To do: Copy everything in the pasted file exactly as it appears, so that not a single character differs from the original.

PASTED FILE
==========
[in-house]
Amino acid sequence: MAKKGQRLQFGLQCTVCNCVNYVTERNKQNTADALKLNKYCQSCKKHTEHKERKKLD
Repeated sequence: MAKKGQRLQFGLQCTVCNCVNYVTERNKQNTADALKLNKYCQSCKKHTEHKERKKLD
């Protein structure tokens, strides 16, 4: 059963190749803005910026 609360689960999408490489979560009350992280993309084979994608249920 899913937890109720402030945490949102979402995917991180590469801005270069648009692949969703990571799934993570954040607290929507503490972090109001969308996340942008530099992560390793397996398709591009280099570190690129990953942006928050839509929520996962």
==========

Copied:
[in-house]
Amino acid sequence: MAKKGQRLQFGLQCTVCNCVNYVTERNKQNTADALKLNKYCQSCKKHTEHKERKKLD
Repeated sequence: MAKKGQRLQFGLQCTVCNCVNYVTERNKQNTADALKLNKYCQSCKKHTEHKERKKLD
């Protein structure tokens, strides 16, 4: 059963190749803005910026 609360689960999408490489979560009350992280993309084979994608249920 899913937890109720402030945490949102979402995917991180590469801005270069648009692949969703990571799934993570954040607290929507503490972090109001969308996340942008530099992560390793397996398709591009280099570190690129990953942006928050839509929520996962």